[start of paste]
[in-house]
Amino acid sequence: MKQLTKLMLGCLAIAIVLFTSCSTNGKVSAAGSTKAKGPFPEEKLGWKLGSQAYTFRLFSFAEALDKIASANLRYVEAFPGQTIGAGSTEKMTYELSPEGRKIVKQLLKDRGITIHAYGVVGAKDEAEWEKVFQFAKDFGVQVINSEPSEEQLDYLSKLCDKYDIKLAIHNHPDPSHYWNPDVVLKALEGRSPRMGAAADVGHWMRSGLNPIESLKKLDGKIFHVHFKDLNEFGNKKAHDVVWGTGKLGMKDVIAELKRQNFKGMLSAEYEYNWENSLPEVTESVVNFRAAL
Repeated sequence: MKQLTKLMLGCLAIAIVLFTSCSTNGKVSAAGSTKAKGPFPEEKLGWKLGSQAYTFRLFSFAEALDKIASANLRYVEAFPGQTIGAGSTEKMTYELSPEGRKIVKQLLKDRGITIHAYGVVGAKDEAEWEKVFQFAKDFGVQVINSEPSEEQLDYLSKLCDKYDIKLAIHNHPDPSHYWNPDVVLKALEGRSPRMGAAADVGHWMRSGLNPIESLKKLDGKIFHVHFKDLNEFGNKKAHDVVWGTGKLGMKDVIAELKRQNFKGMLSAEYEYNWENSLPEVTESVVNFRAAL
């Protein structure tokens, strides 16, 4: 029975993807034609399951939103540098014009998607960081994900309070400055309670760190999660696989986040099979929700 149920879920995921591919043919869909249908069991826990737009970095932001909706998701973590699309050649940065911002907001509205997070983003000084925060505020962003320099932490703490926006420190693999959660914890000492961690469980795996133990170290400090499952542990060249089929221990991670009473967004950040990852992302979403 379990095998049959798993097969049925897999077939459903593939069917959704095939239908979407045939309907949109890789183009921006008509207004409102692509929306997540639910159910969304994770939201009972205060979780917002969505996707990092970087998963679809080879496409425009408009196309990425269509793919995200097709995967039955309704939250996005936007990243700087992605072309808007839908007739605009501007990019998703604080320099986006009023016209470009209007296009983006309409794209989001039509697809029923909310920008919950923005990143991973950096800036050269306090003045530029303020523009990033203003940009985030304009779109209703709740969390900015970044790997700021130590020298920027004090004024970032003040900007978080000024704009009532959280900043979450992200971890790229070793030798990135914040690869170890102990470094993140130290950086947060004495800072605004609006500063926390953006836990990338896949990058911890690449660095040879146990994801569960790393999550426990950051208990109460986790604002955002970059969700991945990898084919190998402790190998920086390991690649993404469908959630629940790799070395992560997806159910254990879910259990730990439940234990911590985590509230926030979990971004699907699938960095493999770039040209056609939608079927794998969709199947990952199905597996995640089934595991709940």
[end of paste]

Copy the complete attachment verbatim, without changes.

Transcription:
[in-house]
Amino acid sequence: MKQLTKLMLGCLAIAIVLFTSCSTNGKVSAAGSTKAKGPFPEEKLGWKLGSQAYTFRLFSFAEALDKIASANLRYVEAFPGQTIGAGSTEKMTYELSPEGRKIVKQLLKDRGITIHAYGVVGAKDEAEWEKVFQFAKDFGVQVINSEPSEEQLDYLSKLCDKYDIKLAIHNHPDPSHYWNPDVVLKALEGRSPRMGAAADVGHWMRSGLNPIESLKKLDGKIFHVHFKDLNEFGNKKAHDVVWGTGKLGMKDVIAELKRQNFKGMLSAEYEYNWENSLPEVTESVVNFRAAL
Repeated sequence: MKQLTKLMLGCLAIAIVLFTSCSTNGKVSAAGSTKAKGPFPEEKLGWKLGSQAYTFRLFSFAEALDKIASANLRYVEAFPGQTIGAGSTEKMTYELSPEGRKIVKQLLKDRGITIHAYGVVGAKDEAEWEKVFQFAKDFGVQVINSEPSEEQLDYLSKLCDKYDIKLAIHNHPDPSHYWNPDVVLKALEGRSPRMGAAADVGHWMRSGLNPIESLKKLDGKIFHVHFKDLNEFGNKKAHDVVWGTGKLGMKDVIAELKRQNFKGMLSAEYEYNWENSLPEVTESVVNFRAAL
């Protein structure tokens, strides 16, 4: 029975993807034609399951939103540098014009998607960081994900309070400055309670760190999660696989986040099979929700 149920879920995921591919043919869909249908069991826990737009970095932001909706998701973590699309050649940065911002907001509205997070983003000084925060505020962003320099932490703490926006420190693999959660914890000492961690469980795996133990170290400090499952542990060249089929221990991670009473967004950040990852992302979403 379990095998049959798993097969049925897999077939459903593939069917959704095939239908979407045939309907949109890789183009921006008509207004409102692509929306997540639910159910969304994770939201009972205060979780917002969505996707990092970087998963679809080879496409425009408009196309990425269509793919995200097709995967039955309704939250996005936007990243700087992605072309808007839908007739605009501007990019998703604080320099986006009023016209470009209007296009983006309409794209989001039509697809029923909310920008919950923005990143991973950096800036050269306090003045530029303020523009990033203003940009985030304009779109209703709740969390900015970044790997700021130590020298920027004090004024970032003040900007978080000024704009009532959280900043979450992200971890790229070793030798990135914040690869170890102990470094993140130290950086947060004495800072605004609006500063926390953006836990990338896949990058911890690449660095040879146990994801569960790393999550426990950051208990109460986790604002955002970059969700991945990898084919190998402790190998920086390991690649993404469908959630629940790799070395992560997806159910254990879910259990730990439940234990911590985590509230926030979990971004699907699938960095493999770039040209056609939608079927794998969709199947990952199905597996995640089934595991709940």